2017-01-27 / Community

A Window on the Past

Train transport in greater Portland once a hub
By Kathryn Onos DiPhilippo


A Maine Central Railroad locomotive on Commercial Street in Portland. (Courtesy photo) A Maine Central Railroad locomotive on Commercial Street in Portland. (Courtesy photo) As a result of last week’s column, I’ve had some interesting conversations about trains recently. This week’s “A Window on the Past” is a gorgeous view of a Maine Central Railroad locomotive pulling cars down Commercial Street in Portland. I remember driving down Commercial Street with those tracks, long ago. I used to worry about my car’s wheels. If you let your wheel get too close to the track, sometimes it would get pulled into that groove, and while I’m sure that in reality there wouldn’t have been any problem pulling out of there, it was unsettling nonetheless. I’m sure others felt that way, too. Together with my fear of the tight corner on the Million Dollar Bridge, I was not one to volunteer to go run an errand on Commercial Street.

I spoke with society member Jack Gibson this past week about an interesting memory he had related to trains and Rigby Yard. During World War II, Jack worked at Rigby Yard with his friend, Donald “Corky” Jackson. Many of the regular railroad workers there at the time were of Polish or Irish descent and worked for the union. Jack and Corky were both young and non-union, however; just working there as a temporary job. One of their jobs was taking care of horses that arrived by train from the Midwest. Once the horses arrived, they would have to wait for eight hours, so the horses had a chance to stand with no movement, then Jack and Corky would give them water before the trains continued on to Portland where the horses would be loaded on a ship to Poland. Jack also remembers used automobiles arriving by train at Rigby from California that were headed to Cuba. He thought they were beautiful looking cars (it was wartime, and manufacturing was focused on military needs). Jack and Corky would load reefers (refrigerated boxcars) with ice. The ice would go into compartments on either end of the car to keep it cold. He also remembered occasionally going over to Commercial Street, where he and Corky would shovel snow out of coal cars at the A.R. Wright Co.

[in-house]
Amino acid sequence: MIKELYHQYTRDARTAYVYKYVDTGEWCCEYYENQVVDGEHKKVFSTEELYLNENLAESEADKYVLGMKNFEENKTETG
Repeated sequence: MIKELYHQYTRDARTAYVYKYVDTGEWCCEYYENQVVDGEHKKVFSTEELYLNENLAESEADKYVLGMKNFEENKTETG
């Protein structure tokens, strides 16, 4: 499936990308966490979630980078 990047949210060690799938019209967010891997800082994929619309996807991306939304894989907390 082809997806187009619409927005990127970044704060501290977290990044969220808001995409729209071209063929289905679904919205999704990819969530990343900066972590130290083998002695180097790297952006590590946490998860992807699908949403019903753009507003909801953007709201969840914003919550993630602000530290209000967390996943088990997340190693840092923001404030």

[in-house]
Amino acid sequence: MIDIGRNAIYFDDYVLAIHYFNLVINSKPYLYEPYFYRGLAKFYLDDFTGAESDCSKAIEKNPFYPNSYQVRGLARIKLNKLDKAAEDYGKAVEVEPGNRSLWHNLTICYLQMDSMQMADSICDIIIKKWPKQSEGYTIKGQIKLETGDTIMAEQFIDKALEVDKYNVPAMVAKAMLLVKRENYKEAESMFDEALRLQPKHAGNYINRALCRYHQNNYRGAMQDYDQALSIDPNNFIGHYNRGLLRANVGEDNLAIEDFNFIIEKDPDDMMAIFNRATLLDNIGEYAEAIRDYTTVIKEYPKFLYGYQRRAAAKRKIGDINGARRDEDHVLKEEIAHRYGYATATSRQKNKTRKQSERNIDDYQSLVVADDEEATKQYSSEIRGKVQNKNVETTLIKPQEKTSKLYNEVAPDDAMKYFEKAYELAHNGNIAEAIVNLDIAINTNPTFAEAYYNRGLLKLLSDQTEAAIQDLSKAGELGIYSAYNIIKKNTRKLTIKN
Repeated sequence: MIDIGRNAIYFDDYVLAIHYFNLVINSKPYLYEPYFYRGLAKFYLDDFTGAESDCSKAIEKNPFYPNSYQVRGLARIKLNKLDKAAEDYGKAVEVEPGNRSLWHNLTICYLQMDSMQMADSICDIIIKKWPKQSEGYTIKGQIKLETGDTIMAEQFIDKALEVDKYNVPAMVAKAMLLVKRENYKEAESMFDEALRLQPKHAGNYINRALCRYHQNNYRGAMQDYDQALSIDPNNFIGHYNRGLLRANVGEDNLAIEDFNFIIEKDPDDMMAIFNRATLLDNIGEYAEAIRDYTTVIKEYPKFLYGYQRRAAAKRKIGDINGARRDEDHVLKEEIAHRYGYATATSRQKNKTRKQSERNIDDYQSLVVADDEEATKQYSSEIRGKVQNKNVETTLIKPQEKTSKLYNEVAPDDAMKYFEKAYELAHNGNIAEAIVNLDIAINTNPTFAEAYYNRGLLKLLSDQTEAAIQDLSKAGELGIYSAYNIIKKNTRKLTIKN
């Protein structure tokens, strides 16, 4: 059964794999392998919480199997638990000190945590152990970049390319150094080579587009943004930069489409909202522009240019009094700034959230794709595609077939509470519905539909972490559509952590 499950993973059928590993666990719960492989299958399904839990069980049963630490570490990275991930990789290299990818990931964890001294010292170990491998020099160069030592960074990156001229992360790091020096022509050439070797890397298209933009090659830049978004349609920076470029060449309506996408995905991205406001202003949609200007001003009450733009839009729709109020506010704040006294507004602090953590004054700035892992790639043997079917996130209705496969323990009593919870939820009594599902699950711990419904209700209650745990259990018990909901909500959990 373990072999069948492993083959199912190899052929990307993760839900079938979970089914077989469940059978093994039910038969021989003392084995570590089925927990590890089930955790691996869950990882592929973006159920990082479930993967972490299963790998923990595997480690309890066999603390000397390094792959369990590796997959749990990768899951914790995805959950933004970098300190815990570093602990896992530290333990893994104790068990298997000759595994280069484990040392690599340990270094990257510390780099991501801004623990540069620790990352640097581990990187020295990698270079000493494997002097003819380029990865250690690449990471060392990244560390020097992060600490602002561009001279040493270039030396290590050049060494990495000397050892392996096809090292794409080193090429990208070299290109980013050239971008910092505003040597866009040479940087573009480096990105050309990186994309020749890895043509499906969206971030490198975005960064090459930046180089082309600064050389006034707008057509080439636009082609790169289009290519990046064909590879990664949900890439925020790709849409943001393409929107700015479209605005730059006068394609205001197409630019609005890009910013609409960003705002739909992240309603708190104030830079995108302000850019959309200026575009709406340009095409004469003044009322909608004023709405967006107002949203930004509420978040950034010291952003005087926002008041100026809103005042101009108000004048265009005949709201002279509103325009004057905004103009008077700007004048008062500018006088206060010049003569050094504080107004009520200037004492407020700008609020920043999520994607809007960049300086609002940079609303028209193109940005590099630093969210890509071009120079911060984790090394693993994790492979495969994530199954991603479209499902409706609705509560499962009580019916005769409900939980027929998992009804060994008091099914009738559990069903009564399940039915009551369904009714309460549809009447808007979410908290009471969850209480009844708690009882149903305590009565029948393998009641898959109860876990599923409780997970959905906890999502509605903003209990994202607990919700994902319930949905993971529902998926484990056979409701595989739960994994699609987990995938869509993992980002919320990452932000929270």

Trains were a fact of life on the Portland waterfront for generations. The piers and wharves had side rails; workers could land fish, pack sardines, or unload other products from ships, then move them by rail to the train on Commercial Street where they could be sent to faraway places. The train lines existed long before the automobile was even invented. It’s fun to imagine what the driver of a horse-drawn buggy would think when driving down that same street alongside those tracks.

Kathryn Onos DiPhilippo is executive director of South Portland Historical Society.

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